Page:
- Expect to be underwhelmed by your first view you get of the falls. When you enter the park and come around the side of the welcome center, you will glimpse the American Falls. I’ve got to be honest, my first thought was, “We drove all that way for… this?” It’s not the best spot to get a good view and unfortunately it’s the first glimpse you get. Keep on walking through the park and you’ll get to better views!
- Follow the signs to cross the bridges to Luna and Goat Islands. You will walk across two bridges (they are walking bridges, no cars will be on them, but staff on golf carts will drive over them a bit). The bridges are a bit slick–hold hands with younger kids! When you get to Goat Island, follow the signs for American Falls and then Horseshoe Falls. You will be able to get incredibly close to the water.
- Pay the small fee to go down an elevator to the dock of the famous Maid of the Mist boat–even if you don’t plan to ride the boat, you can go down and enjoy the view.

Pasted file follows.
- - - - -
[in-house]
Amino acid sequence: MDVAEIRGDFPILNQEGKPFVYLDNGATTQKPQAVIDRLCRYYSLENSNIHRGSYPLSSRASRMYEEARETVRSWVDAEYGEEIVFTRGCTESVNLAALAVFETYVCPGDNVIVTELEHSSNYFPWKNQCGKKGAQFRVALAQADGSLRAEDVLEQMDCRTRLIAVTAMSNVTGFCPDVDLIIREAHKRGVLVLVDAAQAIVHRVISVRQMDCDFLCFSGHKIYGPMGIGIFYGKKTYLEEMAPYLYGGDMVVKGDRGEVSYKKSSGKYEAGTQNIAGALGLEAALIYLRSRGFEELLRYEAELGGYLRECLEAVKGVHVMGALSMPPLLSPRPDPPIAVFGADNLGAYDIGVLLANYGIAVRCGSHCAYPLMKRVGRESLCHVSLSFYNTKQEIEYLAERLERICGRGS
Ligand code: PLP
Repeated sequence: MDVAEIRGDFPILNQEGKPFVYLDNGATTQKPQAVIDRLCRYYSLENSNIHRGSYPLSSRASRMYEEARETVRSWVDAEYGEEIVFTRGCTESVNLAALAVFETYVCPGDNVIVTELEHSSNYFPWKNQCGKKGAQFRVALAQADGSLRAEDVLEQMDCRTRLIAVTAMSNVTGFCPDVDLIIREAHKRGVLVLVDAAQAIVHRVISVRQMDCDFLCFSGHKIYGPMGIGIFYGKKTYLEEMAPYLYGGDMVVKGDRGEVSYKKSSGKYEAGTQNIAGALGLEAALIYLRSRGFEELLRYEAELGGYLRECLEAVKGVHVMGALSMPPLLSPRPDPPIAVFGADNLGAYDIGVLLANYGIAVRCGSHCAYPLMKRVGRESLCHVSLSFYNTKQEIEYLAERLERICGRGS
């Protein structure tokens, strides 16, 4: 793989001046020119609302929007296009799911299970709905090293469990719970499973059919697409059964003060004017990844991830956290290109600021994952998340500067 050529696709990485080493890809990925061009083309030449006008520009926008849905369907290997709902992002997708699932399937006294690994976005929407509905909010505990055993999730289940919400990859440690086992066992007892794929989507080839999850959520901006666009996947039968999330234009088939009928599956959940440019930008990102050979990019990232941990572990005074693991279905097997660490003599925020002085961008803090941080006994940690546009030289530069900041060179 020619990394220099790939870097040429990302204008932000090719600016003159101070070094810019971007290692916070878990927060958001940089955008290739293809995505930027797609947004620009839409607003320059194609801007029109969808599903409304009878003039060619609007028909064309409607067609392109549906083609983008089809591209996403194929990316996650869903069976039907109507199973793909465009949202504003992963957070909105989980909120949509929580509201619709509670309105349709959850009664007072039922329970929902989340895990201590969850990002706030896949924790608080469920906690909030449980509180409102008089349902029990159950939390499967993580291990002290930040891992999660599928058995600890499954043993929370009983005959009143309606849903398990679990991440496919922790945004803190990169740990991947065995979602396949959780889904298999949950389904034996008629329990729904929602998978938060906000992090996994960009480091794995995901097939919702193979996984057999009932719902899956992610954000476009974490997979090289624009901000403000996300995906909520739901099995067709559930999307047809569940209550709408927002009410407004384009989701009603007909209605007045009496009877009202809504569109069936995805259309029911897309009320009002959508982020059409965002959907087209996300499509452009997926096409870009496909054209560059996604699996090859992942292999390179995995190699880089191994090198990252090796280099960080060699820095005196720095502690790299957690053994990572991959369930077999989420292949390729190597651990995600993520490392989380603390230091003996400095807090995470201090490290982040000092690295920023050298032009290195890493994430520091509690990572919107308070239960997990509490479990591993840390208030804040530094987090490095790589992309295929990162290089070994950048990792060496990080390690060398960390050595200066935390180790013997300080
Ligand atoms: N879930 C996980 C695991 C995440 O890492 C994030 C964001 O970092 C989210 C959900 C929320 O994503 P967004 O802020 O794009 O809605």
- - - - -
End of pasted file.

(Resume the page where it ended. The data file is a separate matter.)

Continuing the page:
- Have change on you to put in the view finders! Kids love those things, so be prepared for the constant begging for change!
- Pack a cooler of bottled water. You will get thirsty walking through the islands and the little carts and stands charge a whopping $3.50 per twenty ounce bottle of water. For the record, that is more than Disney World charges.
- Ride the boat. Whether you ride the Maid of the Mist on the U.S. side or the Hornblower on the Canadian side, it is one of the most incredible experiences I have ever had. (We actually took the boat from the Canadian side but the price is about the same and the experience identical). You get so close to the Falls, and the mist is in your face and the wind is whipping and you just feel its power. It made me really realize how little control we humans have over nature. We live in a world with so much technology that we think we can control every little thing but getting up close and personal with Horseshoe Falls makes you realize what a lie that all is. (It doesn’t help that I read The Lost World, the sequel to Jurassic Park, during this trip. The theme of that book is also that humans have very little control over nature!).